This study considered how licensed substance abuse practitioners in recovery consider and negotiate professional boundaries while adhering to AA values and traditions. There is limited literature on this topic, and most of the research has been conducted with certified substance abuse counselors. Therefore, the ethical decision making of substance abuse counselors who follow a professional code of ethics had been heretofore unexplored. This phenomenon was deemed to be best understood through a social context; therefore, a phenomenological qualitative approach was used. There are many variables involved in a recovering counselor's experiences that could not be fully explained at this point in time by a quantitative study. The overall theme that emerged from the data analysis was the greater distance that seemed to exist between the recovering clinical professional and their 12-step program, often due to role overlap and blurred boundaries. Other themes that emerged included their use of both the ACA ethical codes and 12-step values in decision making and the need to constantly monitor their professional and personal/recovery behaviors to maintain ethical boundaries, as well as 12-step values and traditions. The overall essence of being a professional substance abuse counselor in AA can be summed up as a dual status, of which practitioners are proud, yet which also causes distance between themselves and their recovery program; this status involves the need to remain continually aware of boundary issues, which are often resolved by weighing both ethical codes and 12-step traditions and values.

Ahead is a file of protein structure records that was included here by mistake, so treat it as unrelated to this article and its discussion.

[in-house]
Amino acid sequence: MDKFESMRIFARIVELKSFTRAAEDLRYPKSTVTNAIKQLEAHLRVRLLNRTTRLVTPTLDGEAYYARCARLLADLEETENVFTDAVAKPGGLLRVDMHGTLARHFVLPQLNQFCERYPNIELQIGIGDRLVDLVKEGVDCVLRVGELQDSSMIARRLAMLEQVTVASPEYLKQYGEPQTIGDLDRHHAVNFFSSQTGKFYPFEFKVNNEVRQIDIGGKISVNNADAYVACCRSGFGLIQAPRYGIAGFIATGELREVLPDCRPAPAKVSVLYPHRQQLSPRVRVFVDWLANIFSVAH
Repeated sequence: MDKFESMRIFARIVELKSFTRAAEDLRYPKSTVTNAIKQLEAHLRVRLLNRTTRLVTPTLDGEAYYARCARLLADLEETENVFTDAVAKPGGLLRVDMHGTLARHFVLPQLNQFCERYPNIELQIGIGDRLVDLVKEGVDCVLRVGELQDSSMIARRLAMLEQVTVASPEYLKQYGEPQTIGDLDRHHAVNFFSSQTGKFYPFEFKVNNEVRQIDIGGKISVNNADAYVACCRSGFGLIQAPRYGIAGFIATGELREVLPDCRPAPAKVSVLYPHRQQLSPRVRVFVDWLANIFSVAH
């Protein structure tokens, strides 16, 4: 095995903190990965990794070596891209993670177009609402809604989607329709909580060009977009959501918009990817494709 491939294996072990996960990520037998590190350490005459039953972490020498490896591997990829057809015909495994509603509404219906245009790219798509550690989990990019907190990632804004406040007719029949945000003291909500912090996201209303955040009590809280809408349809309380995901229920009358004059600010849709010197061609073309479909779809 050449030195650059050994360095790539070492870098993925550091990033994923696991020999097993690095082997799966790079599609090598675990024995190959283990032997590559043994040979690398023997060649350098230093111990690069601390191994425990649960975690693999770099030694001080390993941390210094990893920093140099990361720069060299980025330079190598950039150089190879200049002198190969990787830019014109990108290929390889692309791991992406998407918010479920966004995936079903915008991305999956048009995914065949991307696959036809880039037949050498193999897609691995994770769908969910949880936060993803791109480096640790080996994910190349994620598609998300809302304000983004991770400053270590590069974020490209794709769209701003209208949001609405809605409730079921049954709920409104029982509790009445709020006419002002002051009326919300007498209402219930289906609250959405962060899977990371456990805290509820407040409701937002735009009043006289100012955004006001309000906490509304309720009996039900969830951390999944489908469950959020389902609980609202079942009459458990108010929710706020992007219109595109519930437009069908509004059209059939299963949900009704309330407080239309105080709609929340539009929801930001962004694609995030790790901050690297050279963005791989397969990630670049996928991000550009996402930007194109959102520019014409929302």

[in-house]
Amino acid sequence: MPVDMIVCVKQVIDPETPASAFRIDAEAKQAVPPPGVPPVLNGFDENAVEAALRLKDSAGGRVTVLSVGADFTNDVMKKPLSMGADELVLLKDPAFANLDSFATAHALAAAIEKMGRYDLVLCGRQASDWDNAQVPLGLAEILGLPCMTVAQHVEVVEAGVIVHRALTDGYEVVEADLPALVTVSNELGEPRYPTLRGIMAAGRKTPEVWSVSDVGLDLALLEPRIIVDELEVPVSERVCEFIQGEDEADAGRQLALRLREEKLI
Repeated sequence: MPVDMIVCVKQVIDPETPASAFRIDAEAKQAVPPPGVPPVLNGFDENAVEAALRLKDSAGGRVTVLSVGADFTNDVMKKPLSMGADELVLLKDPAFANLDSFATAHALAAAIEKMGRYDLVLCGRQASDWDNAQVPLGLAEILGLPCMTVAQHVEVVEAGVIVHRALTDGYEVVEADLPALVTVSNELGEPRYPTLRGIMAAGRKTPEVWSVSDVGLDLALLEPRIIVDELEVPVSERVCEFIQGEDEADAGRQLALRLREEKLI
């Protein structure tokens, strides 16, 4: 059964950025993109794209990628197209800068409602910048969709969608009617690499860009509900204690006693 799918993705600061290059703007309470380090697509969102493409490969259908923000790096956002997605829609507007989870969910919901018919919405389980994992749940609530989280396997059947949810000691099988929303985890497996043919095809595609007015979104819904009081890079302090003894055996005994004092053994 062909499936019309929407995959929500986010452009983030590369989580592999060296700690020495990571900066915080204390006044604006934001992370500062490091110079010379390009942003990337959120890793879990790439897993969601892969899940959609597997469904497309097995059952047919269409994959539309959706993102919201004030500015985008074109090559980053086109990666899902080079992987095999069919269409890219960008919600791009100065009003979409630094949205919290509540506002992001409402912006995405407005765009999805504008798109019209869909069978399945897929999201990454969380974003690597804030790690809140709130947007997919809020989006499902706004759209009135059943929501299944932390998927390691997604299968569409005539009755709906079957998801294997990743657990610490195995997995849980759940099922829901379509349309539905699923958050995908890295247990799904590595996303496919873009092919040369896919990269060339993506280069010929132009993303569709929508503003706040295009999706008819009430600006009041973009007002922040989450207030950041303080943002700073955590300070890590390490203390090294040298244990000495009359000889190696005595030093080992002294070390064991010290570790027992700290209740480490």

|School Location:||United States -- Florida|
|Source:||DAI-B 79/03(E), Dissertation Abstracts International|
|Subjects:||Mental health, Behavioral Sciences, Counseling Psychology|
|Keywords:||12 Step Programs, Alcoholics Anonymous, Boundaries, Ethics, Mental Health Counselors, Substance Abuse Counseling|
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